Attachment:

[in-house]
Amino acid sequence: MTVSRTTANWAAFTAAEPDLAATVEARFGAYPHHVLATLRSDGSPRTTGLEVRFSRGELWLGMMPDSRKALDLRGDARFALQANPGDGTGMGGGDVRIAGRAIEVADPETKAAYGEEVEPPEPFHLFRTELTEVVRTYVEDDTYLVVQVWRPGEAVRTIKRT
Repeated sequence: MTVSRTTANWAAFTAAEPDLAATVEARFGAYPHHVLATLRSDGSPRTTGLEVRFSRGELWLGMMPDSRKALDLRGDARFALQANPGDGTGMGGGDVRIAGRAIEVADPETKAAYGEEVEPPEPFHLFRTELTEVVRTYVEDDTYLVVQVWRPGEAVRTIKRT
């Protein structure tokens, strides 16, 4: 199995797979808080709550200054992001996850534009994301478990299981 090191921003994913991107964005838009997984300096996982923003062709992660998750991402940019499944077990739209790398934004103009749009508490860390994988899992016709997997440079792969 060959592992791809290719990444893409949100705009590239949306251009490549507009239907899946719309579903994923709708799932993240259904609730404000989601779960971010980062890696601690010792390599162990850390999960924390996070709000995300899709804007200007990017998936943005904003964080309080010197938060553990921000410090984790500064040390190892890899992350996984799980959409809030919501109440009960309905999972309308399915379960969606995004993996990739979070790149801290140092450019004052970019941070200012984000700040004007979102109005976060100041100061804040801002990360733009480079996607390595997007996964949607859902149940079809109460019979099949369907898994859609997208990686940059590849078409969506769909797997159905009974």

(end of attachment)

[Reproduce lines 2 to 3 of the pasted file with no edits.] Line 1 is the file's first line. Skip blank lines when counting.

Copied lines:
Amino acid sequence: MTVSRTTANWAAFTAAEPDLAATVEARFGAYPHHVLATLRSDGSPRTTGLEVRFSRGELWLGMMPDSRKALDLRGDARFALQANPGDGTGMGGGDVRIAGRAIEVADPETKAAYGEEVEPPEPFHLFRTELTEVVRTYVEDDTYLVVQVWRPGEAVRTIKRT
Repeated sequence: MTVSRTTANWAAFTAAEPDLAATVEARFGAYPHHVLATLRSDGSPRTTGLEVRFSRGELWLGMMPDSRKALDLRGDARFALQANPGDGTGMGGGDVRIAGRAIEVADPETKAAYGEEVEPPEPFHLFRTELTEVVRTYVEDDTYLVVQVWRPGEAVRTIKRT